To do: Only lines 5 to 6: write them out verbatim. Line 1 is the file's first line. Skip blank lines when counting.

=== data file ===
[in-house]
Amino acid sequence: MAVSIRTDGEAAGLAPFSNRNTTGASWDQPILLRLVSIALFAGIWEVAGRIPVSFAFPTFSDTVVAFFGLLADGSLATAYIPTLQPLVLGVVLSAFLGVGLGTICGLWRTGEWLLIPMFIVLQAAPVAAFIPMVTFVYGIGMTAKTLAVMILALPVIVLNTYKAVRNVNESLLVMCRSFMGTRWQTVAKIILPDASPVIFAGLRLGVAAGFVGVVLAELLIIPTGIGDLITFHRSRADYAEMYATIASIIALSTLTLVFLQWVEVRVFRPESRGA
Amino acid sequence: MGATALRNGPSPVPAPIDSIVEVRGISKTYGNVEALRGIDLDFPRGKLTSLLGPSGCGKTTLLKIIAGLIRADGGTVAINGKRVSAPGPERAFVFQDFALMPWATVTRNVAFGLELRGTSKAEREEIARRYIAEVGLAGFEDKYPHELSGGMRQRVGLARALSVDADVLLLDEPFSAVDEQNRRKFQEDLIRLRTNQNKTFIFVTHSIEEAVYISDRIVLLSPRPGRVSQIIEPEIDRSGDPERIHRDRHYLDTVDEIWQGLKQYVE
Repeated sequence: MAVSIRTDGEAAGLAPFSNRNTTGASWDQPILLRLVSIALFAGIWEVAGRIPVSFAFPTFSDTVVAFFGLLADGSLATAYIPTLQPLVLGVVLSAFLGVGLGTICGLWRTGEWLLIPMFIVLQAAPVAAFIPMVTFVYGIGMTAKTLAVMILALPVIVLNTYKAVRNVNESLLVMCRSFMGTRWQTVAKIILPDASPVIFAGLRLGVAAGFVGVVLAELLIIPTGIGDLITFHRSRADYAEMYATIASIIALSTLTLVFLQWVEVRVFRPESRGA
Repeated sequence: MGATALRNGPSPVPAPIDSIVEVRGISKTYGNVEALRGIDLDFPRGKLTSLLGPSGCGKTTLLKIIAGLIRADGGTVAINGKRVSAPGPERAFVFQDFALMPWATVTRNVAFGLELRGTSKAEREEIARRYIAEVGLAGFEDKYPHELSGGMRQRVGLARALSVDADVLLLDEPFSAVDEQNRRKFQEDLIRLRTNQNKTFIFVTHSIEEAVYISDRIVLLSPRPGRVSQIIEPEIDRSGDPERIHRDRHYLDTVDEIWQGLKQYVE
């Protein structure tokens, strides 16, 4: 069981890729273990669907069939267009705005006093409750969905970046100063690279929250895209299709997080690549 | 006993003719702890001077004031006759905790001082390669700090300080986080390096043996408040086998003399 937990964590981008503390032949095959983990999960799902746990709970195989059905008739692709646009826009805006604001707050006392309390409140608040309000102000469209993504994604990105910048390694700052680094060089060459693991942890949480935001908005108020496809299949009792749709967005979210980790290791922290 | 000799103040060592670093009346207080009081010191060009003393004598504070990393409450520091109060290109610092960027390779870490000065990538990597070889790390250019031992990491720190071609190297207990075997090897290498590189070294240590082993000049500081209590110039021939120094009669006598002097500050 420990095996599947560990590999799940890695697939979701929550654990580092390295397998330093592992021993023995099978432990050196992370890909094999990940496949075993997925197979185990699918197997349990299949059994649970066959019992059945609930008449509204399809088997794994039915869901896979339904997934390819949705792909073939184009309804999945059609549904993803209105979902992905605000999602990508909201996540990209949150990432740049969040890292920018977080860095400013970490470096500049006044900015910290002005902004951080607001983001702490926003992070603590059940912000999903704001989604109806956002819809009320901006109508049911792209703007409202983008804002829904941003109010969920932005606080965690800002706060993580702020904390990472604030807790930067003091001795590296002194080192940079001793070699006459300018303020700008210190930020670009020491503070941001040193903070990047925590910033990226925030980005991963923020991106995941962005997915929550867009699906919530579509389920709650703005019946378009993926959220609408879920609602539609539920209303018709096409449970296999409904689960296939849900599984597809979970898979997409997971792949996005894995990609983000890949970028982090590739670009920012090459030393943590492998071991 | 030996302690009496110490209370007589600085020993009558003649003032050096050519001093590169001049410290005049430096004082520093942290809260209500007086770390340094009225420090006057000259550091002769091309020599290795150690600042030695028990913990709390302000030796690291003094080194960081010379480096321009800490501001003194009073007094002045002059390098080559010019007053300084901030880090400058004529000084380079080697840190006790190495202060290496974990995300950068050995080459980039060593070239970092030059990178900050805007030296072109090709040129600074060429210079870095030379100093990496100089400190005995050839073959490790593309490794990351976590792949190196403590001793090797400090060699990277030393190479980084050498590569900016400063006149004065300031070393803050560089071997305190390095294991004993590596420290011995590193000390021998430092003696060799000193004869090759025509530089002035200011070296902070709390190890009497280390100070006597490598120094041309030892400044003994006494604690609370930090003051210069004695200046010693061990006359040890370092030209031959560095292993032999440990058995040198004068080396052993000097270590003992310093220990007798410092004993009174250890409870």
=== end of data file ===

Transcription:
Repeated sequence: MGATALRNGPSPVPAPIDSIVEVRGISKTYGNVEALRGIDLDFPRGKLTSLLGPSGCGKTTLLKIIAGLIRADGGTVAINGKRVSAPGPERAFVFQDFALMPWATVTRNVAFGLELRGTSKAEREEIARRYIAEVGLAGFEDKYPHELSGGMRQRVGLARALSVDADVLLLDEPFSAVDEQNRRKFQEDLIRLRTNQNKTFIFVTHSIEEAVYISDRIVLLSPRPGRVSQIIEPEIDRSGDPERIHRDRHYLDTVDEIWQGLKQYVE
């Protein structure tokens, strides 16, 4: 069981890729273990669907069939267009705005006093409750969905970046100063690279929250895209299709997080690549 | 006993003719702890001077004031006759905790001082390669700090300080986080390096043996408040086998003399 937990964590981008503390032949095959983990999960799902746990709970195989059905008739692709646009826009805006604001707050006392309390409140608040309000102000469209993504994604990105910048390694700052680094060089060459693991942890949480935001908005108020496809299949009792749709967005979210980790290791922290 | 000799103040060592670093009346207080009081010191060009003393004598504070990393409450520091109060290109610092960027390779870490000065990538990597070889790390250019031992990491720190071609190297207990075997090897290498590189070294240590082993000049500081209590110039021939120094009669006598002097500050 420990095996599947560990590999799940890695697939979701929550654990580092390295397998330093592992021993023995099978432990050196992370890909094999990940496949075993997925197979185990699918197997349990299949059994649970066959019992059945609930008449509204399809088997794994039915869901896979339904997934390819949705792909073939184009309804999945059609549904993803209105979902992905605000999602990508909201996540990209949150990432740049969040890292920018977080860095400013970490470096500049006044900015910290002005902004951080607001983001702490926003992070603590059940912000999903704001989604109806956002819809009320901006109508049911792209703007409202983008804002829904941003109010969920932005606080965690800002706060993580702020904390990472604030807790930067003091001795590296002194080192940079001793070699006459300018303020700008210190930020670009020491503070941001040193903070990047925590910033990226925030980005991963923020991106995941962005997915929550867009699906919530579509389920709650703005019946378009993926959220609408879920609602539609539920209303018709096409449970296999409904689960296939849900599984597809979970898979997409997971792949996005894995990609983000890949970028982090590739670009920012090459030393943590492998071991 | 030996302690009496110490209370007589600085020993009558003649003032050096050519001093590169001049410290005049430096004082520093942290809260209500007086770390340094009225420090006057000259550091002769091309020599290795150690600042030695028990913990709390302000030796690291003094080194960081010379480096321009800490501001003194009073007094002045002059390098080559010019007053300084901030880090400058004529000084380079080697840190006790190495202060290496974990995300950068050995080459980039060593070239970092030059990178900050805007030296072109090709040129600074060429210079870095030379100093990496100089400190005995050839073959490790593309490794990351976590792949190196403590001793090797400090060699990277030393190479980084050498590569900016400063006149004065300031070393803050560089071997305190390095294991004993590596420290011995590193000390021998430092003696060799000193004869090759025509530089002035200011070296902070709390190890009497280390100070006597490598120094041309030892400044003994006494604690609370930090003051210069004695200046010693061990006359040890370092030209031959560095292993032999440990058995040198004068080396052993000097270590003992310093220990007798410092004993009174250890409870």